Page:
Saturday, May 28, 2016

If you own a Vita and haven't yet bought the just-released Romancing SaGa 2 remake, you may want to wait a while longer

I was all set to plop down $18 on the iOS remake of Romancing SaGa 2 that hit the Apple App Store a few days ago when I saw a tweet that suggested Square Enix is busy working on localizing and releasing the Vita iteration of this updated Super Famicom RPG to our shores as well.

After a bit of digging, I came across the following "smoking gun."

That tweet was sent out by Akitoshi Kawazu. Name doesn't ring a bell? Kawazu's basically the father of the SaGa series, so him saying an English version of Romancing SaGa 2 for Vita is on the way means something.

As a result, I've decided to save my $18 for this supposedly impending release. How about those of you who are interested in Romancing SaGa 2 and have both a smartphone and a Vita? Are you also planning to wait out the console version, or are you picking up the iOS or Android iteration?

Actually, I have a feeling at least a couple of you already bought one of the above-mentioned mobile ports. If that describes you, what do you think of your purchase so far?

Thursday, May 26, 2016

Nu-Bo, Nuubou, Noobow, New--oh, whatever...

I've wanted to own this curious puzzler-platformer since I first became aware of it three years ago. (You can read my thoughts on that introduction in "His name is Noobow and I want his game.")

A year after I made Noobow's acquaintance, I came across (and quickly snapped up, naturally) the complete-in-box copy of the game showcased in the photos below.

Considering the insane prices some other obscure Japanese GameBoy titles go for these days--search eBay for Phantasm or Peetan, if you'd like proof--I got this copy for an absolute steal.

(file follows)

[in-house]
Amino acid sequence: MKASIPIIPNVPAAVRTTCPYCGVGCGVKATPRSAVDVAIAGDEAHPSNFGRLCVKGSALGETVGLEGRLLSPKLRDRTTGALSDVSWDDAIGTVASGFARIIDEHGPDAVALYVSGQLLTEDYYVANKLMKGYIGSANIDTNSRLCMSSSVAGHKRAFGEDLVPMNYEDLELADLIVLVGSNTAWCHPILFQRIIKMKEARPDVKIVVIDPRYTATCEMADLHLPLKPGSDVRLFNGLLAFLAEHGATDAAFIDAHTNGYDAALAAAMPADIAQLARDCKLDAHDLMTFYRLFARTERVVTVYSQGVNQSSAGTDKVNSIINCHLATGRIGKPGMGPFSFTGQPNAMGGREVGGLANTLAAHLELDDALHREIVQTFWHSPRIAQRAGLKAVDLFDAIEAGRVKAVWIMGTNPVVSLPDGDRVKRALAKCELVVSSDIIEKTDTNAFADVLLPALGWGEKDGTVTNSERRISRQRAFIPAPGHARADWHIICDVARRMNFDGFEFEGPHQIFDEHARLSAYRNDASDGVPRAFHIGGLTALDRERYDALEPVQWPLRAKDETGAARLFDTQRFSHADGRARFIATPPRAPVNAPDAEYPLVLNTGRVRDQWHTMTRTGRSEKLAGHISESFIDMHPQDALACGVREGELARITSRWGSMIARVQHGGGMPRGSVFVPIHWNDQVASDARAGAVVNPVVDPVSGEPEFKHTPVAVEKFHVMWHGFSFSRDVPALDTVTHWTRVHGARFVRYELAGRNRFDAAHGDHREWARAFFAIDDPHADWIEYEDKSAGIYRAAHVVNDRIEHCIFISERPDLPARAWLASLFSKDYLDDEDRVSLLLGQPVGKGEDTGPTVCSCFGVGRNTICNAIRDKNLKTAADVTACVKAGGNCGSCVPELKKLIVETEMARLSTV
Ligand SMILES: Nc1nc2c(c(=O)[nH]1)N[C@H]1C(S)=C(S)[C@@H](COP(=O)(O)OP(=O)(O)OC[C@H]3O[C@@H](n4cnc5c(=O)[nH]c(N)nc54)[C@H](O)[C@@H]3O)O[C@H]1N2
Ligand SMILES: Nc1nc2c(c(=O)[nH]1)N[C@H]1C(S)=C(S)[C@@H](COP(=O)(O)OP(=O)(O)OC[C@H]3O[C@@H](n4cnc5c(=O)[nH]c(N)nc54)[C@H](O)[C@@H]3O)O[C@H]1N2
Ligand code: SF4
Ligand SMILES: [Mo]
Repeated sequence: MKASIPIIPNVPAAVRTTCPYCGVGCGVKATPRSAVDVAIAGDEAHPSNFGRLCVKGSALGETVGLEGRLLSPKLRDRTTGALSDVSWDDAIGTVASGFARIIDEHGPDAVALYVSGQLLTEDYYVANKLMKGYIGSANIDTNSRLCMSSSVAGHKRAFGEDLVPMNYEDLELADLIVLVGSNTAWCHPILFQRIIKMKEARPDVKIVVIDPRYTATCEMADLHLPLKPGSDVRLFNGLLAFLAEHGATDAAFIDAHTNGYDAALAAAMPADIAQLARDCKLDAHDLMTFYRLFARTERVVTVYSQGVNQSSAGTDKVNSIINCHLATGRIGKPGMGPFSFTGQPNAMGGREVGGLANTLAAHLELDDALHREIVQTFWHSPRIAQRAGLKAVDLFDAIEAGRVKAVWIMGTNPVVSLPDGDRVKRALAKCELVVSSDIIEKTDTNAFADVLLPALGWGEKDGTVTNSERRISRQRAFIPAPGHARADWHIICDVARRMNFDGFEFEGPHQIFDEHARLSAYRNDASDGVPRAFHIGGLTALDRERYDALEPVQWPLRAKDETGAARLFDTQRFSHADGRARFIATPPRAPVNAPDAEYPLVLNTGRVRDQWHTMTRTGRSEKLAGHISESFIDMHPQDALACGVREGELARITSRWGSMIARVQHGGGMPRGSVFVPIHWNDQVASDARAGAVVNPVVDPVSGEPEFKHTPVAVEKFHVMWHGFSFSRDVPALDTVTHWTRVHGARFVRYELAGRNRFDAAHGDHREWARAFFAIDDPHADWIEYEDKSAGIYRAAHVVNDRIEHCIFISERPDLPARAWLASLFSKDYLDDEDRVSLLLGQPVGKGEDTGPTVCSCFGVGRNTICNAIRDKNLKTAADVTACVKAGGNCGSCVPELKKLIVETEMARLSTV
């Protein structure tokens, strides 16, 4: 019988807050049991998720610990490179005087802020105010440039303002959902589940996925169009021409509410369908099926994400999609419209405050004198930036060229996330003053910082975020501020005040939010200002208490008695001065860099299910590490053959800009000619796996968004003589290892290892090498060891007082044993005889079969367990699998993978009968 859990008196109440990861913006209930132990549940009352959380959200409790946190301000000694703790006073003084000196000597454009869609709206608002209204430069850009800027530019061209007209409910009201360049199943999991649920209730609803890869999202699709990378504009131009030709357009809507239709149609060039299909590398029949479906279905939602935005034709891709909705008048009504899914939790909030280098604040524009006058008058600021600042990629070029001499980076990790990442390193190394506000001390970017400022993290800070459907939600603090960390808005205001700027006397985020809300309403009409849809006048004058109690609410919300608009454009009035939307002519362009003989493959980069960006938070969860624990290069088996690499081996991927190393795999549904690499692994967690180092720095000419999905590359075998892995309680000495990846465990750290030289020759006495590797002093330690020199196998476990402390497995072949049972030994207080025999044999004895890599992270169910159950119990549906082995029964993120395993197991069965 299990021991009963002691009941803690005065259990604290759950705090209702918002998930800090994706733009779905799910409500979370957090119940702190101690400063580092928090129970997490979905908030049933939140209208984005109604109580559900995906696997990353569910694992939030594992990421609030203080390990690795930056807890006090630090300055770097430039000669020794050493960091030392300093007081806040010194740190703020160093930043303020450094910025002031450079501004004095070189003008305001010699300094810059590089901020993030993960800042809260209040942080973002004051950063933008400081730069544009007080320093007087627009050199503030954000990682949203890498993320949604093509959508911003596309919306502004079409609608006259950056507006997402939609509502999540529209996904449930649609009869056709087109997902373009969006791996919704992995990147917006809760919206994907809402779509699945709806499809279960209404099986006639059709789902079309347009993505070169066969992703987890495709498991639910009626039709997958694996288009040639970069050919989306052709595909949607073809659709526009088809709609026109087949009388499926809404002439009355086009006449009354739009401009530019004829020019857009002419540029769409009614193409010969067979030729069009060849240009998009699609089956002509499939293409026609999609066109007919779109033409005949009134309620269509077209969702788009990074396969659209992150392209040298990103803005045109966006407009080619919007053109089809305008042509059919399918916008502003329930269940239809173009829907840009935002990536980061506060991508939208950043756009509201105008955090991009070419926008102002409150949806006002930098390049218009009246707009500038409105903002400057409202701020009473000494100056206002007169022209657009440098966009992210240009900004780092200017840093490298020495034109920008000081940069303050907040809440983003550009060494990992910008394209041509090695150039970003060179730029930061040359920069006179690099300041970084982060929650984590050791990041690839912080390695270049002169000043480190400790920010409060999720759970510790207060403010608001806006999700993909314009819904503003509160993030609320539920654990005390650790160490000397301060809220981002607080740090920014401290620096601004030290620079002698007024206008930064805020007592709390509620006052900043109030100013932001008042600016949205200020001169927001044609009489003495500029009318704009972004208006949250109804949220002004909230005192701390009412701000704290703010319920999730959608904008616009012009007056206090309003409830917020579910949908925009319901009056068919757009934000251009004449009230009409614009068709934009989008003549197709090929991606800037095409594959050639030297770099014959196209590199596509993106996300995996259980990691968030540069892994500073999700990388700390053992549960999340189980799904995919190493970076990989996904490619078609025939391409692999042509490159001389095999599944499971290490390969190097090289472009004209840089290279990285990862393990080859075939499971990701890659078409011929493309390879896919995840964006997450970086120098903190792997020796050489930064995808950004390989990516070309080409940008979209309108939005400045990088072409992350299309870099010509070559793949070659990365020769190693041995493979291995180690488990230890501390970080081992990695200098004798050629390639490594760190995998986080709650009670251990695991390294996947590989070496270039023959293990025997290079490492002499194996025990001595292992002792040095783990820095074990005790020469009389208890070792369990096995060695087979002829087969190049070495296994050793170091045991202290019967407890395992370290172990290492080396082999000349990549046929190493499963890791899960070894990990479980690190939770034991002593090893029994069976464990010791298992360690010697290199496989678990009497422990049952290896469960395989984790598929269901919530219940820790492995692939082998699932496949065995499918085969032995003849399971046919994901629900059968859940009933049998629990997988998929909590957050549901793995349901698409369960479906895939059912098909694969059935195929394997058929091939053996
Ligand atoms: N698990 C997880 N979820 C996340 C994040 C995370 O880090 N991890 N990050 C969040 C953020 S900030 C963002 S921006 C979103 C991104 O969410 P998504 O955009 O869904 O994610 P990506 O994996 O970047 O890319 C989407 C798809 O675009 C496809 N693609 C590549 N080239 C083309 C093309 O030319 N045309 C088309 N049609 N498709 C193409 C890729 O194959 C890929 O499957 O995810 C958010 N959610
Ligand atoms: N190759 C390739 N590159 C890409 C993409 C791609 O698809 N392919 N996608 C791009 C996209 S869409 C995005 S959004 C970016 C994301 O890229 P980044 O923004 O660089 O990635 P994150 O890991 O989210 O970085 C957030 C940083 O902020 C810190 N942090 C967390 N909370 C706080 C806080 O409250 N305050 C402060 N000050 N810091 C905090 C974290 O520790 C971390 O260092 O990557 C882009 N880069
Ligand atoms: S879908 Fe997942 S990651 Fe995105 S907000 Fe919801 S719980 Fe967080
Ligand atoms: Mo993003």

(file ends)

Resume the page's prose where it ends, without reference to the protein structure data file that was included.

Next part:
Of course, I would've been willing to spend a lot more than I did to acquire Noobow, as its packaging is the definition of "top shelf."

I mean, just look at the photo above as well as the three that follow. Every edge of Noobow's box features a little illustration of the titular character, who was an anime and manga star back in the early 1990s. 

The adorable "Noobow waving" drawing seen in the snapshot below also appears on this game's cartridge label, by the way. 

Here's the back of Noobow's box. Actually, it's just two-thirds of the back of its box; I didn't include the rest of it because a partially removed price sticker covers its lower third. 

Don't worry, I'll get rid of it eventually. (I've read that Goo Gone works pretty well in these kinds of situations as long as you don't overdo it.) After I do, maybe I'll take a few new photos and add them to my Flickr photostream.

Thankfully, the game's instruction manual is in no need of that sort of attention.

Unsurprisingly, it's stuffed with a number of so-cute-I-could-puke illustrations.

If you'd like to see more of Noobow's aww-inspiring (FYI: I made that typo on purpose) instruction pamphlet, keep your eyes peeled for another installment of my long-running "Manual Stimulation" series.